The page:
Don’t typically come with rechargeable batteries
Not suitable for people with dexterity issues
Completely-In-Canal (CIC) hearing aids are a smaller variation of ITE hearing aids. Instead of sitting in the outer bowl of your ears, they sit completely within your ear canal. By necessity, this means that CIC hearing aids are smaller in order to fit in the more confined space. They also cannot have any manual controls, such as volume wheels or program buttons. You must make adjustments to those settings using a remote control of some kind.
CIC hearing aids are common for people who are using hearing aids for the first time. This is because they are even smaller than ITE hearing aids and have less power, so they are not suitable for people who have more severe levels of hearing loss. However, the smaller size does offer some benefits. Because they fit completely in your ear canal, it can produce a more natural sound. It achieves this by using the natural shape and characteristics of the concha and ear canal.
Smaller and more discreet than even ITE hearing aids
More natural sound and sound quality since it can use the natural shape and contours of your ear canal
Better for people who wear glasses or masks that hook over and behind your ears
More susceptible to ear wax and moisture damage than even ITE hearing aids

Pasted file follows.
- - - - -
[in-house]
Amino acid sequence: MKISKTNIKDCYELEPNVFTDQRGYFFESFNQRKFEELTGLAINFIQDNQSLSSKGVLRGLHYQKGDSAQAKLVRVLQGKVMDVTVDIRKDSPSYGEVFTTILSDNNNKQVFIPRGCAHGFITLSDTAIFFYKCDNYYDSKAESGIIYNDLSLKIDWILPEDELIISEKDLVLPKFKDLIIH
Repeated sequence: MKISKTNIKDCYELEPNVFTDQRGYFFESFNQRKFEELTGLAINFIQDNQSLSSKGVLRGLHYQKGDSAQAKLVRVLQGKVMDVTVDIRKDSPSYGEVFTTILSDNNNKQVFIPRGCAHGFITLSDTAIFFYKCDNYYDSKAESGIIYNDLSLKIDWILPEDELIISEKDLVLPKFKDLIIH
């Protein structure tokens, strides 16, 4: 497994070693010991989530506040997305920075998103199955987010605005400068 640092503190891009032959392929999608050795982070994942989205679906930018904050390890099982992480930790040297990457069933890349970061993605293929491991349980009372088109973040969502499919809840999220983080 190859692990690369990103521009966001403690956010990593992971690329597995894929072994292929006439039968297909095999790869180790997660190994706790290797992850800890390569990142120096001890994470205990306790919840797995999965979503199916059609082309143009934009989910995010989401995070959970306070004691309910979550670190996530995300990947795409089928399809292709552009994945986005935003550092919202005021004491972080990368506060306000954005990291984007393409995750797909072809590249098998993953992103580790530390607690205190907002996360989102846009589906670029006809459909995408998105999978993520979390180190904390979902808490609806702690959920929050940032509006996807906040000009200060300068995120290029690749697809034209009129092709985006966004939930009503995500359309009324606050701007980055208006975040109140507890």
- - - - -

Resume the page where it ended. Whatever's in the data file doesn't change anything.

Less able to use rechargeable batteries
Less suitable for people with dexterity issues than even ITE hearing aids
Will not contain some features, like directional microphones
Invisible-In-Canal (IIC) hearing aids are the smallest, least noticeable type of hearing aid you can get. They are small enough to fit so far into your ear canal that they are completely invisible unless you are looking directly into the person’s ear. To remove them from your ear, they have a small string or pin that you tug on. Otherwise it would be almost impossible to get them out yourself.
Because they are so small, the battery life is the shortest of all the hearing aid types. That also means that its sound amplification is typically the weakest as well. As a result, it is mostly suitable for people who have mild to medium levels of hearing loss. They are not meant for people with dexterity issues, small ear canals, or chronic ear infections. They must be custom made for each person, to make sure they fit comfortably deep enough into your ear canals.
As a result of their smaller size and amplification, they are best suited for people who are new to hearing aids and maintain a certain lifestyle. Being deeper into your ear canals helps them capture sound more naturally, even compared to CIC hearing aids. If you are self-conscious of wearing hearing aids, they are as discreet as they come. They’re also good for people with a more active lifestyle, as they are the least likely to fall out of your ear.
Smallest and most discreet type of hearing aid you can get
Least prone type of hearing aid to pick up feedback or interference from wind noise
Most natural sound and sound quality since it can use most of the natural shape and contours of your ear canal
Best suited for mild to medium levels of hearing loss